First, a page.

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Pitchfork Fest Reviews: Final Fantasy, Women

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We couldn't cover every band at the Pitchfork Music Festival, but we did our best. Here are some thoughts on a couple of acts that weren't included in our recaps of days 1, 2 and 3 in Union Park:

Final Fantasy (Saturday)
While Owen Pallett has been in business for a while, he’s known more for contributing arrangements to artists like the Arcade Fire—he was responsible for the strings on both of that group's albums—and fellow Pitchfork artists Grizzly Bear and Beirut than for his one-man outfit. I should preface this with the admission that seeing Final Fantasy live was the first time I’d heard them. I’d heard of them from a friend while discussing Andrew Bird’s notorious live loops, and although Final Fantasy took the same technical approach with the same instrument, the similarities ended there. Pallett’s vocals, oddly reminiscent of Depeche Mode’s Dave Gahan, trembled and soared almost operatically against the rhythmic violin. While the dramatic intent was tangible, however, the tension never pulled quite taut. The space between the delicate vocal lines and the driving violin collapsed in the outdoor setting, leaving the sound full of promise but unbalanced. I couldn’t help but think that adding more strength to the violin, even just in numbers, would have boosted the set and provided greater substance to an instrument that simply couldn’t carry the intensity. Still, Pallett’s performance managed to leave me intrigued, even as I wondered (perhaps inevitably) how it would have sounded paired with someone else. -- Anne Royston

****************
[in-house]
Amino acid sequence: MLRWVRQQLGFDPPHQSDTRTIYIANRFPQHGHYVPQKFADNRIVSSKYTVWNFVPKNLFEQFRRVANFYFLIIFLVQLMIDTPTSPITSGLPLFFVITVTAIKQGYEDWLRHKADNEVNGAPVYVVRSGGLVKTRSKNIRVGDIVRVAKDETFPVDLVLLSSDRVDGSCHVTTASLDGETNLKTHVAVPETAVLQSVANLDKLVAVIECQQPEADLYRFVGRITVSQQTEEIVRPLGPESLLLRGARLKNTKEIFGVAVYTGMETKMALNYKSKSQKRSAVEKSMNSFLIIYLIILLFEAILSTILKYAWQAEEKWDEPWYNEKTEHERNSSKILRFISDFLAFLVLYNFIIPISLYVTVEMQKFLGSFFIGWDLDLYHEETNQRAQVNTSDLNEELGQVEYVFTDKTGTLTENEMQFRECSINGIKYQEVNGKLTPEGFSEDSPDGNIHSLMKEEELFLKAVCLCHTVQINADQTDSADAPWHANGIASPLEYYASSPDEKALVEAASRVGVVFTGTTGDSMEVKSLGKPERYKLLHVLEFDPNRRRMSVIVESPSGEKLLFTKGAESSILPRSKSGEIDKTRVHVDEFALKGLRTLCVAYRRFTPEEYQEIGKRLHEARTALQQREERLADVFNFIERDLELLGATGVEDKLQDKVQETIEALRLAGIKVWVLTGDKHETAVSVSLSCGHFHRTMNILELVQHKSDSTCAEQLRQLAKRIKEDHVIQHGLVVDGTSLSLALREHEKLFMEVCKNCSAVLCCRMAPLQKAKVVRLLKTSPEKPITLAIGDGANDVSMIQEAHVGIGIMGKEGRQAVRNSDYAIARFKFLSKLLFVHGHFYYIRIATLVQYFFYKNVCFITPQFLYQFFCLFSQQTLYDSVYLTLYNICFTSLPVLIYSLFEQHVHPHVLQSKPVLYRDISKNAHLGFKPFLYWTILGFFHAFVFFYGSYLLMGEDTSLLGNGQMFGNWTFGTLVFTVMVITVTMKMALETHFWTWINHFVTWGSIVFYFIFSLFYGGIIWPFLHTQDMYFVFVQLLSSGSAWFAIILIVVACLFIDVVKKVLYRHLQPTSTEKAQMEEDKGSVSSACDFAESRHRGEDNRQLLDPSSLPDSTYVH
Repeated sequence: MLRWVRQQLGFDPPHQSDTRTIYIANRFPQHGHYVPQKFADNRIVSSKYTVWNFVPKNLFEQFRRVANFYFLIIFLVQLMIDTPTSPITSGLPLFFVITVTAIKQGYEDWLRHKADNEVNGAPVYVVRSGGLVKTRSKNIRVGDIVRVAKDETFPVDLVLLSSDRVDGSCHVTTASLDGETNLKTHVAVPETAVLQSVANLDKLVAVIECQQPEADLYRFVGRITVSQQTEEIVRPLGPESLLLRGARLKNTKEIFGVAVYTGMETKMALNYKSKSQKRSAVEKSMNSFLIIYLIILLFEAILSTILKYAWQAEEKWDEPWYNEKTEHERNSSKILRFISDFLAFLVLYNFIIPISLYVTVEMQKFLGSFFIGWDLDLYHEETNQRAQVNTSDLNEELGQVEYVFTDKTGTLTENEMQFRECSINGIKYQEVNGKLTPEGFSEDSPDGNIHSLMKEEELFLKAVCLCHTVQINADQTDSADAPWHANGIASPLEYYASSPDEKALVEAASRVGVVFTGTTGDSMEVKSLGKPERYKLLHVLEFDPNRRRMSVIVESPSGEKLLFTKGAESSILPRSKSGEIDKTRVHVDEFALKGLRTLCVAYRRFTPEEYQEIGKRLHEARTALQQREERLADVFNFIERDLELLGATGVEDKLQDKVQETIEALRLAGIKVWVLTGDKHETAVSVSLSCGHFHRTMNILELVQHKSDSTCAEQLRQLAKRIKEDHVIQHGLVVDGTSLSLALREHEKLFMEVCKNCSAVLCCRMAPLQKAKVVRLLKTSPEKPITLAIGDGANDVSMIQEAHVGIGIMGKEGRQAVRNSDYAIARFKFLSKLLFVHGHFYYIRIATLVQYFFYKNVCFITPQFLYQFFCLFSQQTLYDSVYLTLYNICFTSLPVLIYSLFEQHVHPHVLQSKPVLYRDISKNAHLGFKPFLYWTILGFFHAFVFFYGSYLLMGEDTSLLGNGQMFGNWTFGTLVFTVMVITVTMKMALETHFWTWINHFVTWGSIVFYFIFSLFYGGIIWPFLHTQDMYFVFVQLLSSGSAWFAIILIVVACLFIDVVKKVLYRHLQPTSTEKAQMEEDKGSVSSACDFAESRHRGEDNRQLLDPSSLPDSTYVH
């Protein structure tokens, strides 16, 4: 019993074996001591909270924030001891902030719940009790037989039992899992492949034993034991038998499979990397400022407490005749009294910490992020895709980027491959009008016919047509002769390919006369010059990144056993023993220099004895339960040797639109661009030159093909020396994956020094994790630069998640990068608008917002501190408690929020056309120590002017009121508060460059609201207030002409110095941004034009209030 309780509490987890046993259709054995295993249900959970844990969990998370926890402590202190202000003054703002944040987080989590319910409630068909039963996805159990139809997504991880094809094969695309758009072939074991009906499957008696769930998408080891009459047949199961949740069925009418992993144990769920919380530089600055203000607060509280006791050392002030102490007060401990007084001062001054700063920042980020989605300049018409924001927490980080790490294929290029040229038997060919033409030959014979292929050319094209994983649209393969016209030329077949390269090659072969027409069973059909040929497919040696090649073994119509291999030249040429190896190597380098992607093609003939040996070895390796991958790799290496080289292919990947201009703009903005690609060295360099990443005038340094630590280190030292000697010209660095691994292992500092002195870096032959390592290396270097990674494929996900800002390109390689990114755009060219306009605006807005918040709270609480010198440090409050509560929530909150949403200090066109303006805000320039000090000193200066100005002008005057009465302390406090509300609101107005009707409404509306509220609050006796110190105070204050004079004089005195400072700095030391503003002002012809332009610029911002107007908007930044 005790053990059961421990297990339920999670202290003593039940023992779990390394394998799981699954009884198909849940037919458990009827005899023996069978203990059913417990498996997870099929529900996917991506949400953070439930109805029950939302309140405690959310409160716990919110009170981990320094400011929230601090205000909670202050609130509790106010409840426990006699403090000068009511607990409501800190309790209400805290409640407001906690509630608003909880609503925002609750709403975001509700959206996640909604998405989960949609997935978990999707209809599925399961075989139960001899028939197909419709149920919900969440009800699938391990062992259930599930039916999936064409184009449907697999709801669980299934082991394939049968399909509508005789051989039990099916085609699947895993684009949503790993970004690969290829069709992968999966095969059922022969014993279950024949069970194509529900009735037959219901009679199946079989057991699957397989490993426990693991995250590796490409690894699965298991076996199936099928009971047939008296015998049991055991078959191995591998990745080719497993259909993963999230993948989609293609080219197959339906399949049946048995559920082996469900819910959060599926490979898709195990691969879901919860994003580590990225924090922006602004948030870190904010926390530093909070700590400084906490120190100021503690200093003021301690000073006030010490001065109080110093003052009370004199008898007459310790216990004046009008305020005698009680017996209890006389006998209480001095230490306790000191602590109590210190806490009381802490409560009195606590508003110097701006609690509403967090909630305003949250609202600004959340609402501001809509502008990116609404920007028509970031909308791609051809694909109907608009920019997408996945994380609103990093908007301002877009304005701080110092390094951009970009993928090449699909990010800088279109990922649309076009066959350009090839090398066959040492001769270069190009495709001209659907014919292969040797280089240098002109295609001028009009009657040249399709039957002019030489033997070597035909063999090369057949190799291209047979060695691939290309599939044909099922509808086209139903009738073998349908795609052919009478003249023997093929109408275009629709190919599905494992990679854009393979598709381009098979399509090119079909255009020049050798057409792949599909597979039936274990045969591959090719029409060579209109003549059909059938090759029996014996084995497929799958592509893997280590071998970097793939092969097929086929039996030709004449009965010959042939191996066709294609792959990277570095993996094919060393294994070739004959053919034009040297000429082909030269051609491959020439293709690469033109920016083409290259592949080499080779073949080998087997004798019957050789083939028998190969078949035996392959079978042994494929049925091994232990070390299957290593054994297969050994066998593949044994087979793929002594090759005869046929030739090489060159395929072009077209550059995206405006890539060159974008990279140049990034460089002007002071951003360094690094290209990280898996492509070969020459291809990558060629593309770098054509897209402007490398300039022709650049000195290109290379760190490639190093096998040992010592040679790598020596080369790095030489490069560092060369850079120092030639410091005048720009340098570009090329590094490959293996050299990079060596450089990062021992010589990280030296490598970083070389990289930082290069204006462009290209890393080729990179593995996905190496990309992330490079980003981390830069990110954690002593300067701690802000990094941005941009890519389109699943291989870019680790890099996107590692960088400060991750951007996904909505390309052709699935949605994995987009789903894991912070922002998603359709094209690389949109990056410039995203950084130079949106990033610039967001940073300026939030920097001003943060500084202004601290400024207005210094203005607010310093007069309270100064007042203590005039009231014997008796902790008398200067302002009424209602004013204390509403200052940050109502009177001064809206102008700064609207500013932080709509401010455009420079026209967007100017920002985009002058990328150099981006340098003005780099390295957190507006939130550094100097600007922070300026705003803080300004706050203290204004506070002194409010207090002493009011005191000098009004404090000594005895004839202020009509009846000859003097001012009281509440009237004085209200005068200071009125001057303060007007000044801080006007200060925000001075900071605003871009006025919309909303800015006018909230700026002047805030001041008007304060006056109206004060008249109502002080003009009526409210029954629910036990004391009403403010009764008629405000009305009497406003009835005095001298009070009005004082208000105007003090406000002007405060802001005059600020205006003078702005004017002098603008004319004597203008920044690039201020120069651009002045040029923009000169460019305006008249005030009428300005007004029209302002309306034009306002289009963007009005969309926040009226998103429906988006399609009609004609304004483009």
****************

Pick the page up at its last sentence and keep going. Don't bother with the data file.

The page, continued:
Women (Sunday)
This Canadian foursome was not exactly fearless when they stepped onto the Balance stage, cozily tucked under a canopy of trees, on Sunday afternoon. Barely looking at the audience, the band launched into its first and only album with serious faces. What came out was straight-ahead, no-holds-barred indie rock. I recognized a page from The Shins here, a page from The Strokes there, and an entire chapter devoted to '60s pop-rock, which evidently influenced the production on their album as well—it was done mostly in-basement by Sub Pop artist Chad VanGaalen. For the first half of the set, the band's greatest assets were its vaguely Elephant 6 vocals and the sheer loudness of the riff-based songs. But they picked up momentum and confidence as they continued, looking serious about the music now. The increased energy spread to an enthusiasm-hungry crowd, but in the end, there simply wasn’t enough to go around. Women ended up feeling like a warm-up to the day, a pleasant, if somewhat disengaged, experience written over as other bands took the stage. -- Anne Royston

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This page contains a single entry by Ben Rubenstein published on July 20, 2009 2:39 PM.

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